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All the latest in things that fly

Published January 22, 2024

Whether it’s something in nature or something we built, things that defy gravity are just straight-up cool. So please put your seat backs and tray tables in the upright, locked position, and enjoy the latest in-flight news.

This ship will self-destruct

Glasgow University engineers are hungry to make a mark in the space industry. They’ve created a new autophage rocket technology called Ouroboros 3, and both “autophage” and “Ouroboros” point to its party trick: consuming its own plastic fuselage for fuel.

The engine works by using waste heat to melt its own plastic fuselage as it fires. The molten plastic is then fed into the engine’s combustion chamber as additional fuel to burn, alongside the rocket’s regular liquid propellants. A rocket with an autophage engine would require less propellant in onboard tanks, freeing up mass and allowing for more payload, while also contributing less space debris to the Earth’s orbit. (According to NASA, there are currently 25,000 human-made objects larger than 10 cm in diameter that could eventually hamper future missions.)

The captain has turned on the ‘don’t be a b-hole’ light

You don’t mess with flight attendants—they literally control the fate of everyone aboard the aircraft, all while maintaining their composure with travelers who make their jobs more difficult. And if you hear them call you “Philip,” that means you’re one of those annoying passengers. 

The Sun recently called attention to one of its own blog posts, in which an anonymous flight attendant said that “Philip” is someone who’s tried their patience, and has thus been singled out for “bad service” for the remainder of the flight. The name originates from the term PILP—Passenger I’d Like to Punch. Some of the most common transgressions: Over-using the call bell, loitering in the aisles and/or galley, and complaining about crying babies. (maybe get some noise-canceling headphones?)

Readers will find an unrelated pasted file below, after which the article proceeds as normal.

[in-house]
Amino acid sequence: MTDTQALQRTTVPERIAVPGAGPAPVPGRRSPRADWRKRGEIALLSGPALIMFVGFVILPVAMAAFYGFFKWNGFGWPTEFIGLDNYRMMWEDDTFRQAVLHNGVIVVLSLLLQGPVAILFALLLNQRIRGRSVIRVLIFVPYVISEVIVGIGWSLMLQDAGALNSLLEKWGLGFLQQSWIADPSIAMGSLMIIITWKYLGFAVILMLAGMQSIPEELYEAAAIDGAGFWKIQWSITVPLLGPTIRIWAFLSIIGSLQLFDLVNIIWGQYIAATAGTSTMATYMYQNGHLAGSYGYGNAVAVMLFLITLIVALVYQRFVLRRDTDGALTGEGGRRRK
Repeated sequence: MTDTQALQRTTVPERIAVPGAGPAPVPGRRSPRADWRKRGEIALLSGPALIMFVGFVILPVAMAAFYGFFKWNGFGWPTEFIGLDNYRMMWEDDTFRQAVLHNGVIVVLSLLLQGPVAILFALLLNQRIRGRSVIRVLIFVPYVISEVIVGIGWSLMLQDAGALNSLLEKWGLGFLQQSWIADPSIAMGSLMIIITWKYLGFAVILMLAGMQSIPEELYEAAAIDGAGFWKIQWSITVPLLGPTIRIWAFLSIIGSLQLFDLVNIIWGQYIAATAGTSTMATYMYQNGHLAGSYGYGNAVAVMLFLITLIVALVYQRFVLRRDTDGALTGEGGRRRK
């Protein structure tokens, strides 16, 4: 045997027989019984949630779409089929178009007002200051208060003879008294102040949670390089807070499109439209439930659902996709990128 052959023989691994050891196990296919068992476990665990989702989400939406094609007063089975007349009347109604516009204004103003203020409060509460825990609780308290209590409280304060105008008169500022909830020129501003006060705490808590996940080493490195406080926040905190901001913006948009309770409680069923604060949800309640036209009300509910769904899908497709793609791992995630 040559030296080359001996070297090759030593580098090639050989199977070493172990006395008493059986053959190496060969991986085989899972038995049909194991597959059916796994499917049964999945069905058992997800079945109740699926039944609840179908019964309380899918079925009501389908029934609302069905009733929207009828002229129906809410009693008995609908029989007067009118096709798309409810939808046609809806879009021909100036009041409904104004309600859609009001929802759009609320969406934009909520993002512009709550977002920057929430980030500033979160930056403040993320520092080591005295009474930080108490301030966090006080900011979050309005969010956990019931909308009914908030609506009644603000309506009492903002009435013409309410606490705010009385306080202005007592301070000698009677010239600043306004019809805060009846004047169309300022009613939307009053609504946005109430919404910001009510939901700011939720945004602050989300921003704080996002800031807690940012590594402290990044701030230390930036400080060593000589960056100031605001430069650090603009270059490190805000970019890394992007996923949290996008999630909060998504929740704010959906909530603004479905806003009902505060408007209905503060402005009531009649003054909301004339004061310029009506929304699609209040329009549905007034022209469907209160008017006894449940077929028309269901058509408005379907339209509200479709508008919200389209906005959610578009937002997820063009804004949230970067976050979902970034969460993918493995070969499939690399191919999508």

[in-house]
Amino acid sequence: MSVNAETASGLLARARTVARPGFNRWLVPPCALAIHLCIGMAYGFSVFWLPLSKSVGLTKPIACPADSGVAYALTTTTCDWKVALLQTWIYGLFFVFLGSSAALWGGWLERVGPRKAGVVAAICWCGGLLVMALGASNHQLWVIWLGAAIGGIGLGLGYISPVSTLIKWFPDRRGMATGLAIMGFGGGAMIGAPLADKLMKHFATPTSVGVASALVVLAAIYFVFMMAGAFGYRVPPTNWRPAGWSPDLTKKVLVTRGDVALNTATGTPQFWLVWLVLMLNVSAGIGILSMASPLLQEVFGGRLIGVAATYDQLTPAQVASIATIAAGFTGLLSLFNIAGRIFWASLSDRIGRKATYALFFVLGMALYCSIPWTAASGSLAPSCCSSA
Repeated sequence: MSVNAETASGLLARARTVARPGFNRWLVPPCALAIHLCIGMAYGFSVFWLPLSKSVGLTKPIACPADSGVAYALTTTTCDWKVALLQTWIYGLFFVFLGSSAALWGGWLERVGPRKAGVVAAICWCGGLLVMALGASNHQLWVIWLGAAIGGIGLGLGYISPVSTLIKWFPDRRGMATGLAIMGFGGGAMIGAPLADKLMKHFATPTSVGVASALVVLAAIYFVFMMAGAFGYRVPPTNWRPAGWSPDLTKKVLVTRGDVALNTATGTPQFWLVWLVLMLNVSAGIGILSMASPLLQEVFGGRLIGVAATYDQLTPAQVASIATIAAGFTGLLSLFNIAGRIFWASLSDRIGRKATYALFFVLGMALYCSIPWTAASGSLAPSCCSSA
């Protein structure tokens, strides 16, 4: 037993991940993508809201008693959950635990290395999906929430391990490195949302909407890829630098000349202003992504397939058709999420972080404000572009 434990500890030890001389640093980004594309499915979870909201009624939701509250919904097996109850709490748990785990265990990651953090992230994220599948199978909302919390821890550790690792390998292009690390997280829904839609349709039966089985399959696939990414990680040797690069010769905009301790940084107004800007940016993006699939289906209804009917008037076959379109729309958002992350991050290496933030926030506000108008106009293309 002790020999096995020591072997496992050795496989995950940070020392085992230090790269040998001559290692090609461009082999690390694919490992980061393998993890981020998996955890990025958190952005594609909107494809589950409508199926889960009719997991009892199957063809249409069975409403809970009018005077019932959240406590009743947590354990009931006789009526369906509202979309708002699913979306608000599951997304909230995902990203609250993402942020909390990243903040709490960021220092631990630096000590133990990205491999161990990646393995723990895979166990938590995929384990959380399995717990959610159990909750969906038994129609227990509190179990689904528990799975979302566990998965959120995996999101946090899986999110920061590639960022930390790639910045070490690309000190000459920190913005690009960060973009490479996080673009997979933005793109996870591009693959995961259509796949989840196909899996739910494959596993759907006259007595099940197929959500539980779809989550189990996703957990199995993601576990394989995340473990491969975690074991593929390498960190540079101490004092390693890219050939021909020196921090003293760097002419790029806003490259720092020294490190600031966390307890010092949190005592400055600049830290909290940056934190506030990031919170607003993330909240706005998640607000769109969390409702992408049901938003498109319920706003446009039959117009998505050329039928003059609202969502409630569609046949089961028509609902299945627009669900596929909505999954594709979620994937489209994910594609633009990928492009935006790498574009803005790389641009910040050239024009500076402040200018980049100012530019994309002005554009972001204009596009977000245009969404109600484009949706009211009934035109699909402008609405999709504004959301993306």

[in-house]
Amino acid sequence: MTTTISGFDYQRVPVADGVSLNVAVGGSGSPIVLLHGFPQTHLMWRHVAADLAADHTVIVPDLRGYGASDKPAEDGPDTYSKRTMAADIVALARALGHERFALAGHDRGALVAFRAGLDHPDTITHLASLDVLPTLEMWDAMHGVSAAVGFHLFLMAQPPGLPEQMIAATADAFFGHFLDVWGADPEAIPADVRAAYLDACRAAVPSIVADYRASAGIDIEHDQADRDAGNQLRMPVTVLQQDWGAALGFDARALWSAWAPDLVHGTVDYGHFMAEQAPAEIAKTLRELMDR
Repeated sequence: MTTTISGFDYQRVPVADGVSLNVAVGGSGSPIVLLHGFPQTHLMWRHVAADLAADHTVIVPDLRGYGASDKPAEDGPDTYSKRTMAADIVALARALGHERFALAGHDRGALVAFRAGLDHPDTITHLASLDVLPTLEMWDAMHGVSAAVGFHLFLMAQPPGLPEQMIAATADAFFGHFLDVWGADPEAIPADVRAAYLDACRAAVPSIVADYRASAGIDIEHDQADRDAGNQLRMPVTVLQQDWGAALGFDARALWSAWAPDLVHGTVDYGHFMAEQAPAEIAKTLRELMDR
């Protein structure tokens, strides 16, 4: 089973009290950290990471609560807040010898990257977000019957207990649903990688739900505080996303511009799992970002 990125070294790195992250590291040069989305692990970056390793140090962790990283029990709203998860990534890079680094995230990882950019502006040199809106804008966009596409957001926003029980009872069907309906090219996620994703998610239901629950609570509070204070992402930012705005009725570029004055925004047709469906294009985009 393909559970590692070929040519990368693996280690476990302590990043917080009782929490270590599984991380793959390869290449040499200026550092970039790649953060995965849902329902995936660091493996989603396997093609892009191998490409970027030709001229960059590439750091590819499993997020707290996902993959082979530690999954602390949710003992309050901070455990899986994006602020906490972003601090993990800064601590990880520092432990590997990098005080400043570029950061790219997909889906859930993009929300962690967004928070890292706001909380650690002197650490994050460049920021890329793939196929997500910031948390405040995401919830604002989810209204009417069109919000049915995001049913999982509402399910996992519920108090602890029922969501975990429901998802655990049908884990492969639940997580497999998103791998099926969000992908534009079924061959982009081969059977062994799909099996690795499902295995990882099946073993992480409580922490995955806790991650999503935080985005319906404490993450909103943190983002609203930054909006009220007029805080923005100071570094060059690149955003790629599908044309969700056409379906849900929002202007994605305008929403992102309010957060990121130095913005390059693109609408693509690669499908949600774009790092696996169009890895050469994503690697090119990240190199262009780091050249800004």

If you avoid all those pitfalls, you may even earn the title of “Bob”: best on board.

Maybe he intimidated them

Jason Statham has already been an accomplished diver on the British national team, a high-level practitioner of several martial arts, an all-around adrenaline junkie, and, oh yeah, he’s starred in nearly $2 billion worth of movies. Really the only thing left for him to do would be to become a master of beekeeping. And wouldn’t you know it …

For his latest movie, The Beekeeper, Statham learned how to become one with the flying insects, pulling the comb, smoking the hive, and taking care of the real-life bees, and convincingly depicting an apiarist in the opening scenes of the film. As director David Ayer recently told Entertainment Weekly interview, “It’s interesting, because we see him as a rough, punch-up guy, and yet he got the zen of it—he really embraced the zen of beekeeping.” During filming, Ayer got stung over and over by the bees, but Statham was stung a total of 0—yes, zero—times. 

In the film, Statham plays a beekeeper slash pissed-off secret agent tasked with saving the world from the the evil-doers, as he does. As he says in the trailer, “I protect the hive. When the system is out of balance, I correct it.” Buzz buzz, mothertruckers.